Women’s History Month with Jill Monteiro

What are you most proud of achieving in your medical career?

Early in my medical career, I wanted to achieve what everyone seemed to respect — the competitive residency spot, the perfect central line, the illusive diagnosis.

But after working to build this resume, I am most proud of the moments that no one saw. The elderly grandmother who thanked me for sitting on her hospital bed and chatting with her about old movies. The medical assistant who said she loved working with me. The neighbor who knocked on my door with a medical question because he knew I’d help him.

These were conscious decisions — to stay rather than leave the patient room, to genuinely engage with all colleagues, to open the door with a smile — and I’m proud of them.

What brings you hope for the future of the medical industry?

Many people want to make it better. Both for providers and patients. The accepted culture is no longer one of working residents to exhaustion and near destruction, or of physicians commanding patients to follow treatment plans as if mandated.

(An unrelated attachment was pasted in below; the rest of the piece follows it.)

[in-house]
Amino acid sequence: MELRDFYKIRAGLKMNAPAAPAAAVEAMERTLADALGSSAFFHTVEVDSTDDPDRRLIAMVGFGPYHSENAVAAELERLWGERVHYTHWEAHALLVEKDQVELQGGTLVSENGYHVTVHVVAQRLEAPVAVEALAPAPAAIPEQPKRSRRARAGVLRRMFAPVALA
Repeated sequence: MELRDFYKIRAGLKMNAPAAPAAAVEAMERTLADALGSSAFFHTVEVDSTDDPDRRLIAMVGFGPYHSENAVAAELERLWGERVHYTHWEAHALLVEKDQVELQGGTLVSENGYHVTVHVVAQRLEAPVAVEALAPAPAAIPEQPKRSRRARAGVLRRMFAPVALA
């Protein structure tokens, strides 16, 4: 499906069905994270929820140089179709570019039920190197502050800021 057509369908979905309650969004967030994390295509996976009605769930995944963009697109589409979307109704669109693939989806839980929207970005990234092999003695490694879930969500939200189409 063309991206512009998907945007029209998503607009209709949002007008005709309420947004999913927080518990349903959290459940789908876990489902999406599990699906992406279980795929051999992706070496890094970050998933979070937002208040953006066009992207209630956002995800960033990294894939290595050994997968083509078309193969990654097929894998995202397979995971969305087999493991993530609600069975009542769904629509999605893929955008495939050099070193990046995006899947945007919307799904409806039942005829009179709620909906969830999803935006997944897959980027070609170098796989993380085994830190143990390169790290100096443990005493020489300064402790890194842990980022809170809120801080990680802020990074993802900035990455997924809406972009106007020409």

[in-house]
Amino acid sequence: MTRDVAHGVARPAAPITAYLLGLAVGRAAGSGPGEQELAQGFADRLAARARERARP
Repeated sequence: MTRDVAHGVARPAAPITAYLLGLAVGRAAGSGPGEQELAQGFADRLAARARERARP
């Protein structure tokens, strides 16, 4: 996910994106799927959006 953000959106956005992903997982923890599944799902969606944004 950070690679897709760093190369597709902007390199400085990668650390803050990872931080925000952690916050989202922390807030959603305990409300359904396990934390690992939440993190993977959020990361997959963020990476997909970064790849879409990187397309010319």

Values around quality of life, autonomy, and equality are surfacing more and more in both grassroots and senior-level initiatives. I believe this momentum will continue, and healthcare will be in a much better place because of it.

What advice would you give to folks working (or just starting their careers) in the medical industry?

Don’t be afraid of change. Being in medicine can feel like being on a train that is roaring ahead without the ability to break or change course. But the field of medicine is huge, as are the career opportunities.

This might mean leaving your cardiology residency to be a primary care physician, or leaving your primary care clinic to become a cardiologist. Or, splitting your time between clinical and teaching, or clinical and writing, or taking a break from clinical all together and working in the vaccine or med-tech industries.

Remove all expectations you or others placed on you, experiment and explore, and follow what makes you happy.

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